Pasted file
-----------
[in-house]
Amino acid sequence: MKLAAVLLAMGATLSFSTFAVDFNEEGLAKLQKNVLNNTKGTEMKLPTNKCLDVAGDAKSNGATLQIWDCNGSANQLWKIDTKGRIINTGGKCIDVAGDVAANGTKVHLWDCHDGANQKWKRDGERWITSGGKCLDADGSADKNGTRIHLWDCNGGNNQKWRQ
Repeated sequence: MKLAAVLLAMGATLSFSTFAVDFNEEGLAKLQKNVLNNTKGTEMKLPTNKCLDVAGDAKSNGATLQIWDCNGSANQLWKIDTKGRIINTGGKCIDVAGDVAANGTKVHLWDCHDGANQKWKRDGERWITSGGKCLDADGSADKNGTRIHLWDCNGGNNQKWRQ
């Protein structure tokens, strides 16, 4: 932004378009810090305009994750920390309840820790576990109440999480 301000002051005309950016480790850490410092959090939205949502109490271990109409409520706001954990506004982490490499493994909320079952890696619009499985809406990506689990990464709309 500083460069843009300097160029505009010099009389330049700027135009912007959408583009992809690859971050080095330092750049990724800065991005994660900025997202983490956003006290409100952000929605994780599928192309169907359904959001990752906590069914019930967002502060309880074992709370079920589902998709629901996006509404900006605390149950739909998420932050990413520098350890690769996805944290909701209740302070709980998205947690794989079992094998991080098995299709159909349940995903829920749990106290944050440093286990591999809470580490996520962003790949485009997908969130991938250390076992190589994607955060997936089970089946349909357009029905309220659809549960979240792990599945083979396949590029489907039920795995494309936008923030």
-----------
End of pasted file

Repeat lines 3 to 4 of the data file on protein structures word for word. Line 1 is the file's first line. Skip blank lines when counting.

Repeated sequence: MKLAAVLLAMGATLSFSTFAVDFNEEGLAKLQKNVLNNTKGTEMKLPTNKCLDVAGDAKSNGATLQIWDCNGSANQLWKIDTKGRIINTGGKCIDVAGDVAANGTKVHLWDCHDGANQKWKRDGERWITSGGKCLDADGSADKNGTRIHLWDCNGGNNQKWRQ
């Protein structure tokens, strides 16, 4: 932004378009810090305009994750920390309840820790576990109440999480 301000002051005309950016480790850490410092959090939205949502109490271990109409409520706001954990506004982490490499493994909320079952890696619009499985809406990506689990990464709309 500083460069843009300097160029505009010099009389330049700027135009912007959408583009992809690859971050080095330092750049990724800065991005994660900025997202983490956003006290409100952000929605994780599928192309169907359904959001990752906590069914019930967002502060309880074992709370079920589902998709629901996006509404900006605390149950739909998420932050990413520098350890690769996805944290909701209740302070709980998205947690794989079992094998991080098995299709159909349940995903829920749990106290944050440093286990591999809470580490996520962003790949485009997908969130991938250390076992190589994607955060997936089970089946349909357009029905309220659809549960979240792990599945083979396949590029489907039920795995494309936008923030």